Presentation is loading. Please wait.

Presentation is loading. Please wait.

2015 VDOT – VAA Asphalt Seminar February 26, 2015 | Fredericksburg, VA Work Zone Safety Dale R. Totten, PE Regional Traffic Engineer VDOT Central Region.

Similar presentations


Presentation on theme: "2015 VDOT – VAA Asphalt Seminar February 26, 2015 | Fredericksburg, VA Work Zone Safety Dale R. Totten, PE Regional Traffic Engineer VDOT Central Region."— Presentation transcript:

1 2015 VDOT – VAA Asphalt Seminar February 26, 2015 | Fredericksburg, VA Work Zone Safety Dale R. Totten, PE Regional Traffic Engineer VDOT Central Region Operations Serving Fredericksburg and Richmond Districts

2 u Overview of changes included in the Virginia Work Area Protection Manual, Revision 1 u Overview of 2013 Work Zone Crashes u Overview of Short Term Reduced Work Zone Speed Limit Request Process Work Zone Safety Discussion Topics Section 6F.02

3 Key Dates Revision Effective Date(s): April 1, 2015 – Daily Operations July 1, 2015 – Projects bid on or after July 1, 2015 Any project bid before July 1, 2015 will continue under the 2011 VA Work Area Protection Manual, without revision 1. VA Work Area Protection Manual REVISION 1

4 Portable Sign Supports Legs are flush but must be extended Unstable Stands should be flush to the ground or roadway surface as possible Legs fully extended Section 6F.03

5 Portable Sign Supports Weight may be added to stabilize portable sign supports: Two drum collars on center of sign stand A sandbag per leg weighing approximately 25 lbs Section 6F.03

6 Vehicle Mounted Signs Figure 6F-4, Vehicle-Mounted Signs for Temporary Traffic Control Section 6F.64

7 Appendix D Portable Changeable Message Signs Displays 7 Appendix D was revised to provide uniformity across the Commonwealth by standardizing PCMS messages for temporary traffic control applications as shown in Chapter 6H. The new Tables are: PCMS Message for TTC Applications Unacceptable Portable Changeable Messages

8 Table D-1, PCMS Message for TTC Applications 8 TTC Number PHASE 1PHASE 2 PHASE 3 or Additional PCMS may be used ExampleLine 1 / Line 2 / Line 3 TTC-17LEFT / LANE / CLOSEDMERGE / INTO / RT LANE *LFT LANE / CLOSED / MM123MERGE / INTO / RT LANE *HEAVY / TRAFFIC / AHEADEXPECT / DELAYS *HEAVY / TRAFFIC / AHEADPREPARE / TO / STOP TTC-182 LEFT / LANES / CLOSEDMERGE / INTO / RT LANE *2 LFT LANE / CLOSED / MM 123MERGE / INTO / RT LANE *HEAVY / TRAFFIC / AHEADEXPECT / DELAYS *HEAVY / TRAFFIC / AHEADPREPARE / TO / STOP Appendix D Portable Changeable Message Signs Standard Displays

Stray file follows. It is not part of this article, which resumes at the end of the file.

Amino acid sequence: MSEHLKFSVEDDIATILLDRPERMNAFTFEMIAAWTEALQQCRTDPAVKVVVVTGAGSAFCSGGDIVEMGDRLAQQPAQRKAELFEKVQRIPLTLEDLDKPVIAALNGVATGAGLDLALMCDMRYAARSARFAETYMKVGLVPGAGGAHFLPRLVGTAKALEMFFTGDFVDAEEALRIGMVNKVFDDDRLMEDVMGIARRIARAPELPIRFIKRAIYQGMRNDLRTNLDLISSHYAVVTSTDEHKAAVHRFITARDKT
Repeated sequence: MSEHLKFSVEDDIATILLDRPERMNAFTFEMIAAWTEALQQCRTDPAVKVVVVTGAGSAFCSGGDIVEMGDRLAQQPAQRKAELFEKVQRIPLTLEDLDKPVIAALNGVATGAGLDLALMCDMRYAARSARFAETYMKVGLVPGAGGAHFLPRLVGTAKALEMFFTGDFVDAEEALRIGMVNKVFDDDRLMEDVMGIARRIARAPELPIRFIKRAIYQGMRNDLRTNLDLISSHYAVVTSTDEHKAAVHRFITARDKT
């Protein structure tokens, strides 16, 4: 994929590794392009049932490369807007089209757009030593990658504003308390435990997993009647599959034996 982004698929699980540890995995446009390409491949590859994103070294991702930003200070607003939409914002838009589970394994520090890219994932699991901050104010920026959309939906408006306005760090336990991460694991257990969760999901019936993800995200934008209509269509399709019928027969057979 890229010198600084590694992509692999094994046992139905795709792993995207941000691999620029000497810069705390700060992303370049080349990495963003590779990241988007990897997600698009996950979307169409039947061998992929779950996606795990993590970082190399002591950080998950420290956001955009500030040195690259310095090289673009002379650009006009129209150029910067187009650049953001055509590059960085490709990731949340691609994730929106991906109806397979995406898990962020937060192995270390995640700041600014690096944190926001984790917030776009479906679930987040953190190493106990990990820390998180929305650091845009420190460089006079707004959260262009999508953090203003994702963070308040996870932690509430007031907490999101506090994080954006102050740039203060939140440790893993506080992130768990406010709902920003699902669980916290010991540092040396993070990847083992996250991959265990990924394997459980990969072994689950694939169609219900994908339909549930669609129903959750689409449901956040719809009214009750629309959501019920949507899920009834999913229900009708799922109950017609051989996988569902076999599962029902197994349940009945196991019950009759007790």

9 Table D-3, Unacceptable Portable Changeable Messages 9 Appendix D Portable Changeable Message Signs Displays BEAWARE, BEWARE BE ALERT (any form or combination of BE ALERT messages) CARE (any form or combination of CARE messages) USE CARE CAUTION (any form or combination of CAUTION messages) USE CAUTION NOTICE (messages) WARNING, WARN (any form or combination of WARN messages) -----

10 2013 Work Zone Crash Statistics The following information helps explain what occurred in 2013 with work zone crashes statewide.

11 2013 Work Zone Crash Statistics WZ Crashes and Injuries

12 2013 Work Zone Crash Statistics * Includes a consultant inspector and a pavement marking contractor employee.

13 2013 Work Zone Crash Statistics Of the 3405 crashes last year, 469 were single vehicle crashes while 2935 were multi-vehicle crashes. Included in these numbers were 63 motorcycle crashes resulting in 67 injuries and 3 fatalities. Combined, there were a total of 7192 motorists involved in a work zone crash in 2013.

14 2013 Work Zone Crash Statistics Two thirds of the 2013 crashes were by drivers 30 years old or older.

15 2013 Work Zone Crash Statistics Crashes by Month Average of 9.3 crashes per day for the year. Nearly 11 crashes per day from June to December.

16 2013 Work Zone Crash Statistics

17

18 Collision Type